Dive in...

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Astonishing X-Men Omnibus by Joss Whedon & John Cassaday

Why did I have to follow Grant Morrison?

– Joss Whedon’s email correspondence with Marvel

What with all that talk of Whedon directing The Avengers on the big screen, I decided it was worth checking out his run on one of the most enduring superhero teams of all time.

Is this a breakout hit?

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New X-Men Omnibus by Grant Morrison (Review/Retrospective)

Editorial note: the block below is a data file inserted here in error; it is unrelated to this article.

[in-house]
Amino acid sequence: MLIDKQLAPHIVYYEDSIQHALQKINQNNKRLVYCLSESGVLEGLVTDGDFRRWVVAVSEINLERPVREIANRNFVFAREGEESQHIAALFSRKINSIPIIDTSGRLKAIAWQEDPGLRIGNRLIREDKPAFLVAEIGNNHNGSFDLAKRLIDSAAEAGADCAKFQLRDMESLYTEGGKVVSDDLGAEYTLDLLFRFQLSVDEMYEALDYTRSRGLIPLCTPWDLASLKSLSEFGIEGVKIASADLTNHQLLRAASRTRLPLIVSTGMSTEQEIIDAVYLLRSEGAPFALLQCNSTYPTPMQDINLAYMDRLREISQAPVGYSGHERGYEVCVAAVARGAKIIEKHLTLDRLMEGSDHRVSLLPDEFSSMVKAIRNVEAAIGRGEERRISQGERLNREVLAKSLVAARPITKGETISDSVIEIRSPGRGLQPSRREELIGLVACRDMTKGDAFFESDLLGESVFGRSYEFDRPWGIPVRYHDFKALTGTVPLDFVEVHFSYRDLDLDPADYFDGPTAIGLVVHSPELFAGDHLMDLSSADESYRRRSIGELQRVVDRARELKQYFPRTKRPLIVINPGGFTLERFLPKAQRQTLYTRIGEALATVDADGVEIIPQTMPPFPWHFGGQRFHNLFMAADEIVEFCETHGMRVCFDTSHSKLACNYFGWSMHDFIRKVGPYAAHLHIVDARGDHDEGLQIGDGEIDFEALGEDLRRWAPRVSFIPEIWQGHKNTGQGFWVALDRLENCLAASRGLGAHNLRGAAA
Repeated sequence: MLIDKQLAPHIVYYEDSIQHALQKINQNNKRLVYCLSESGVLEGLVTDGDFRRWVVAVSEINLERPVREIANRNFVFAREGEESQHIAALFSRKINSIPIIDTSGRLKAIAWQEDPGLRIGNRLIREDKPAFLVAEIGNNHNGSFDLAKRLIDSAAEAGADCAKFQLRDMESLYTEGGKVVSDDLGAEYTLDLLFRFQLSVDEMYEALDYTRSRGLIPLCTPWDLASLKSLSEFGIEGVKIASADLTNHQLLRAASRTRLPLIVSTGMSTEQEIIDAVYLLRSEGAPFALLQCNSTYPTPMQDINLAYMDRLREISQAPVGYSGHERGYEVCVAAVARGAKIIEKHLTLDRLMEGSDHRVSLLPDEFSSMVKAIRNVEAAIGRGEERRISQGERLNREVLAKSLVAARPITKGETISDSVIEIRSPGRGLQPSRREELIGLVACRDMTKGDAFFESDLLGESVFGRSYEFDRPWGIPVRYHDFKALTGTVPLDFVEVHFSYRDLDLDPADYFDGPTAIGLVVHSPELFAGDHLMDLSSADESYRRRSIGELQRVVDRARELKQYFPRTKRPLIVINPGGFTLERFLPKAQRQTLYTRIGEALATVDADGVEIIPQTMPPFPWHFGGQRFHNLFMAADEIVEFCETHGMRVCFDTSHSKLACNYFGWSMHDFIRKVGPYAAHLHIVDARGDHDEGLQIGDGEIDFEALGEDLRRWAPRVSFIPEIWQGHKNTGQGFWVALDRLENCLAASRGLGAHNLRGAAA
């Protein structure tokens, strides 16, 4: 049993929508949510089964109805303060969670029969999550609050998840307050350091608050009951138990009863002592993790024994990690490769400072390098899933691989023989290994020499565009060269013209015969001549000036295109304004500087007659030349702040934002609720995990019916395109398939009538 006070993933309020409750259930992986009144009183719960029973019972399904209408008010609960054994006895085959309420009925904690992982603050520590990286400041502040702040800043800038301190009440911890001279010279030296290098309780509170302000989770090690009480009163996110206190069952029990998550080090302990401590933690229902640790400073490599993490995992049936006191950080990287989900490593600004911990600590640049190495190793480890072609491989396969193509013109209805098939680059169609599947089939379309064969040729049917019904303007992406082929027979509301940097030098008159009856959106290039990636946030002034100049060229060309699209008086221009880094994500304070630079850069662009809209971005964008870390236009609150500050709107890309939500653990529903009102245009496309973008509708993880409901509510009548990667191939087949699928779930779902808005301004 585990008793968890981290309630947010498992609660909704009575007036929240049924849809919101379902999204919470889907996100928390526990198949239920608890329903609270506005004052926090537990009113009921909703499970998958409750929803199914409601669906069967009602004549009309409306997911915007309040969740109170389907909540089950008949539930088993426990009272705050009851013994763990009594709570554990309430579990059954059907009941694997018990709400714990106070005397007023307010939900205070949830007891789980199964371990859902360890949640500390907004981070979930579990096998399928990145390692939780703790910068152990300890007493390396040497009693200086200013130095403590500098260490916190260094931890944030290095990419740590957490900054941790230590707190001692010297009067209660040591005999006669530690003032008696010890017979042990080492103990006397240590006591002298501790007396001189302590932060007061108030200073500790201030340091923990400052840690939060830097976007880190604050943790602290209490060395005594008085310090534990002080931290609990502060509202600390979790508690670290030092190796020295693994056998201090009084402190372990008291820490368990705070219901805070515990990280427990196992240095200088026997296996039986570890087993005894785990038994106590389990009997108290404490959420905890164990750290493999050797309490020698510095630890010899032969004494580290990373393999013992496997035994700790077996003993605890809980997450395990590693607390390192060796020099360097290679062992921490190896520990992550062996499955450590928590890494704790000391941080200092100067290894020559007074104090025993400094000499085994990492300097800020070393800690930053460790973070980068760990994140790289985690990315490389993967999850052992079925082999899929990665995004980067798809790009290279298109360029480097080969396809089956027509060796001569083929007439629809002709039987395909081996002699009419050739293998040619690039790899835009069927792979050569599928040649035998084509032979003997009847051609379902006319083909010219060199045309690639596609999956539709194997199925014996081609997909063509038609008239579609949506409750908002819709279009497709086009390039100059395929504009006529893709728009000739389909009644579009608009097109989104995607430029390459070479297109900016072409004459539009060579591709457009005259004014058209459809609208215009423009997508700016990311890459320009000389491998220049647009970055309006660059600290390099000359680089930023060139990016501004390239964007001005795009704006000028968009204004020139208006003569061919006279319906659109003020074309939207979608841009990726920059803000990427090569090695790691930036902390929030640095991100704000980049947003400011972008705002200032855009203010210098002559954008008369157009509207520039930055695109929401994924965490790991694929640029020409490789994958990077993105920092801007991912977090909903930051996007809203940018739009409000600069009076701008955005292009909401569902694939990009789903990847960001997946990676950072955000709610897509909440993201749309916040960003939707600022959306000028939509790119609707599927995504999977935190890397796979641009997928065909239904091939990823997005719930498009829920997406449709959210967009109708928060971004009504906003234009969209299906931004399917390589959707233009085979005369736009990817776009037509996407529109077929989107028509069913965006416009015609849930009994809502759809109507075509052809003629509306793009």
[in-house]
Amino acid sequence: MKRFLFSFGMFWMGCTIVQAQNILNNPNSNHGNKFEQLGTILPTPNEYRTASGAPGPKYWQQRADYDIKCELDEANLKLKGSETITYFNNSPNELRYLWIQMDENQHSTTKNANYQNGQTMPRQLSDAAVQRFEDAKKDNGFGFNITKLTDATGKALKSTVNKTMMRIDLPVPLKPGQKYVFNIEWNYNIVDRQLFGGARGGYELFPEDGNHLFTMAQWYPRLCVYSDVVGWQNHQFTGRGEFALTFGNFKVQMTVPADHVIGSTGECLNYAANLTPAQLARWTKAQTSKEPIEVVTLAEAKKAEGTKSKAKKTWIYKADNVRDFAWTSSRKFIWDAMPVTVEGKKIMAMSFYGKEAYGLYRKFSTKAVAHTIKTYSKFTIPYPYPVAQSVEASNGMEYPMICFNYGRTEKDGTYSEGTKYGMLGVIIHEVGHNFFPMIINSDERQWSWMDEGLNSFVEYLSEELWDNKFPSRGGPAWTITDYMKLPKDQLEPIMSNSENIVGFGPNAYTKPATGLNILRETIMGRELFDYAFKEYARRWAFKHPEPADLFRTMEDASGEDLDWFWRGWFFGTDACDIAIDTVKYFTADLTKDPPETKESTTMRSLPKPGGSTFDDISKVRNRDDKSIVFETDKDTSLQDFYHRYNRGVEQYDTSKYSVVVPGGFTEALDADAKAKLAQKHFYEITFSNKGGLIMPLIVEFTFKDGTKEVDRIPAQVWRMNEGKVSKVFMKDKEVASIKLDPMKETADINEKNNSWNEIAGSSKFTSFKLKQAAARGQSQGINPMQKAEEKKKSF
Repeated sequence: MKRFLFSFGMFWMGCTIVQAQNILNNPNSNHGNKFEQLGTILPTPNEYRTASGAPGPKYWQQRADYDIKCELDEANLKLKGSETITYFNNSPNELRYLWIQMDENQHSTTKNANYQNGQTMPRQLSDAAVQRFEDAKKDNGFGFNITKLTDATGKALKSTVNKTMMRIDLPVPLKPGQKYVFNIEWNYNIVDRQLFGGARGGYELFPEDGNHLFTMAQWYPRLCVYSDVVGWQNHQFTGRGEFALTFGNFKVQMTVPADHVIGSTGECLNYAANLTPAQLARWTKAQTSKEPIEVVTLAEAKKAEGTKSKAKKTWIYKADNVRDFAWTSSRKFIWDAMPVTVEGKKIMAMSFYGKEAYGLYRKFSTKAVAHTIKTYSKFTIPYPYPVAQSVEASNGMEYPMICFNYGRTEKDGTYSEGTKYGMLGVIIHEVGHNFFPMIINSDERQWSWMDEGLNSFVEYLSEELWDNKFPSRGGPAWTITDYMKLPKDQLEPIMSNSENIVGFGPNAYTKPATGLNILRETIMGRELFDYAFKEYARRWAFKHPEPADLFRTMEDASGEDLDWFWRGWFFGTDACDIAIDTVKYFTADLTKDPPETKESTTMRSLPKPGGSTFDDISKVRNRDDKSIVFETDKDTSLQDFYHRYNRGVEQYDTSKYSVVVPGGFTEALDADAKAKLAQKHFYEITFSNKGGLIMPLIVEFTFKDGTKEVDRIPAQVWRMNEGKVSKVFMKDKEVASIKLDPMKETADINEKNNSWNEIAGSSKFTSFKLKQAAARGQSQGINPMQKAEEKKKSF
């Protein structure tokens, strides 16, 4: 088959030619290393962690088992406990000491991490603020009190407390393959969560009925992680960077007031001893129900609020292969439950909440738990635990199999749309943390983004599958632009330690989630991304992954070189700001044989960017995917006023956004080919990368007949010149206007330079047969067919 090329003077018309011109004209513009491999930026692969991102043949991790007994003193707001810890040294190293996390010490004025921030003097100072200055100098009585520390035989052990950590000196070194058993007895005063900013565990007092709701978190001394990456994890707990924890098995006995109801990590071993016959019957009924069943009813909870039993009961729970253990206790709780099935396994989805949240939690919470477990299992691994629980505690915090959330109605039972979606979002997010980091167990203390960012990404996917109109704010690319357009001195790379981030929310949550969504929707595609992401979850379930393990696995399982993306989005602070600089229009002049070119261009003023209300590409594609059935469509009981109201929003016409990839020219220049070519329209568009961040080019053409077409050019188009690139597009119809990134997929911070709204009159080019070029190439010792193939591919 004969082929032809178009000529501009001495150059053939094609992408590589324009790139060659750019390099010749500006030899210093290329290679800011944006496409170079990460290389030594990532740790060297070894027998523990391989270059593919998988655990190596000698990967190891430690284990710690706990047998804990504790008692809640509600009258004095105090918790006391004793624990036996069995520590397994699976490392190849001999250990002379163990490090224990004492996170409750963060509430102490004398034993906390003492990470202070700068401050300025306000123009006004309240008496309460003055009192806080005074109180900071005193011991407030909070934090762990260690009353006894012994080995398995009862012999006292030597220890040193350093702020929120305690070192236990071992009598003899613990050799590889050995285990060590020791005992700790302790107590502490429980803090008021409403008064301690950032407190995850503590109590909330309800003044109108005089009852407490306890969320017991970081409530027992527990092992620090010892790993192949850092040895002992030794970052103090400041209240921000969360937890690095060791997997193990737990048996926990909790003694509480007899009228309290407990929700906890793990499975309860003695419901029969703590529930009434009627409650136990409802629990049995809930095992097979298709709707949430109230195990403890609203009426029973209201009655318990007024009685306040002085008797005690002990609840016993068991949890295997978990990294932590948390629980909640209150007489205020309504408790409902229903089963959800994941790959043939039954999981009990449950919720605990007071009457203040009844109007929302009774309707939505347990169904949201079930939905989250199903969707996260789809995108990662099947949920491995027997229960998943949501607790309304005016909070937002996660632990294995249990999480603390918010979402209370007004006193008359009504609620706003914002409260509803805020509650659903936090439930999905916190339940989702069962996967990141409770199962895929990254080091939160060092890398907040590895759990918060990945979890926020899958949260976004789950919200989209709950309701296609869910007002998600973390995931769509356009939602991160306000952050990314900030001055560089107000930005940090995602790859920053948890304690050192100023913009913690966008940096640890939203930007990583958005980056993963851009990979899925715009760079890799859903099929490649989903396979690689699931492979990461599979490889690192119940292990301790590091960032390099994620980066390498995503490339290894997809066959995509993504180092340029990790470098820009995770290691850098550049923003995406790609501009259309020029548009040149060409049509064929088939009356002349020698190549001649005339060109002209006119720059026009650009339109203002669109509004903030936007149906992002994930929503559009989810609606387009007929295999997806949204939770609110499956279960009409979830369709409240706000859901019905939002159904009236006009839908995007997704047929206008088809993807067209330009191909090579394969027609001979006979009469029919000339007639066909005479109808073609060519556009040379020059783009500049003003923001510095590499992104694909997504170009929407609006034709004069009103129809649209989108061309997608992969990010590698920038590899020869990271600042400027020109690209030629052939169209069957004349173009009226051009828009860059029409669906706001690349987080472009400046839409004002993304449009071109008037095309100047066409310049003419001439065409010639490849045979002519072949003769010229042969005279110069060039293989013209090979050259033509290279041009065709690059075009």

Every once in a while a creator lands a run on a mainstream comic which suits them to a ‘t’. There’s Alan Moore’s tenure on Swamp Thing and Frank Miller’s run on Daredevil, for example. Sure, both writers did great work with other characters on a stand-alone basis (notably Superman and Batman respectively), but these were generally individual arcs rather than directing three or four years of the characters’ stories. Having read New X-Men, I can confirm that Grant Morrison has found his own such series.

Is there beauty in the beast?